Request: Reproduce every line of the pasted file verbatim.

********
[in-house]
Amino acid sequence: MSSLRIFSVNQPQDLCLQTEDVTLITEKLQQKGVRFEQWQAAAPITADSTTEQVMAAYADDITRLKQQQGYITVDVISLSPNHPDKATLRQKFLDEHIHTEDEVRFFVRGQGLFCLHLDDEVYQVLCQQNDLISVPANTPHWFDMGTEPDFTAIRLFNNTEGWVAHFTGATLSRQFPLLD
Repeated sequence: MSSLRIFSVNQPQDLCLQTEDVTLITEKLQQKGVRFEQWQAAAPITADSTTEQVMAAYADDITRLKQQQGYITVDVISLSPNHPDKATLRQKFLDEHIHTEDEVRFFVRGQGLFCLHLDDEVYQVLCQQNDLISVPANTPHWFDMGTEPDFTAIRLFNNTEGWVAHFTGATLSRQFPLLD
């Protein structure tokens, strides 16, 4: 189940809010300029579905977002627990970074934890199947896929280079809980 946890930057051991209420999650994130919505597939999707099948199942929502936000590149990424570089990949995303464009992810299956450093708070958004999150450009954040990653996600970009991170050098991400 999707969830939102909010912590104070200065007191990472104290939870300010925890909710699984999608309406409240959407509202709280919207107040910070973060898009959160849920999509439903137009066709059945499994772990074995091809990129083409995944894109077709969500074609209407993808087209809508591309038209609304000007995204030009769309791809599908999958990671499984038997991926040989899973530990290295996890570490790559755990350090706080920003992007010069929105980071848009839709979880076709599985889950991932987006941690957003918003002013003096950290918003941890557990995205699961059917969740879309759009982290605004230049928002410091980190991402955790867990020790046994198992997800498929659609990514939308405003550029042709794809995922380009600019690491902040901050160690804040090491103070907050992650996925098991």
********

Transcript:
[in-house]
Amino acid sequence: MSSLRIFSVNQPQDLCLQTEDVTLITEKLQQKGVRFEQWQAAAPITADSTTEQVMAAYADDITRLKQQQGYITVDVISLSPNHPDKATLRQKFLDEHIHTEDEVRFFVRGQGLFCLHLDDEVYQVLCQQNDLISVPANTPHWFDMGTEPDFTAIRLFNNTEGWVAHFTGATLSRQFPLLD
Repeated sequence: MSSLRIFSVNQPQDLCLQTEDVTLITEKLQQKGVRFEQWQAAAPITADSTTEQVMAAYADDITRLKQQQGYITVDVISLSPNHPDKATLRQKFLDEHIHTEDEVRFFVRGQGLFCLHLDDEVYQVLCQQNDLISVPANTPHWFDMGTEPDFTAIRLFNNTEGWVAHFTGATLSRQFPLLD
């Protein structure tokens, strides 16, 4: 189940809010300029579905977002627990970074934890199947896929280079809980 946890930057051991209420999650994130919505597939999707099948199942929502936000590149990424570089990949995303464009992810299956450093708070958004999150450009954040990653996600970009991170050098991400 999707969830939102909010912590104070200065007191990472104290939870300010925890909710699984999608309406409240959407509202709280919207107040910070973060898009959160849920999509439903137009066709059945499994772990074995091809990129083409995944894109077709969500074609209407993808087209809508591309038209609304000007995204030009769309791809599908999958990671499984038997991926040989899973530990290295996890570490790559755990350090706080920003992007010069929105980071848009839709979880076709599985889950991932987006941690957003918003002013003096950290918003941890557990995205699961059917969740879309759009982290605004230049928002410091980190991402955790867990020790046994198992997800498929659609990514939308405003550029042709794809995922380009600019690491902040901050160690804040090491103070907050992650996925098991």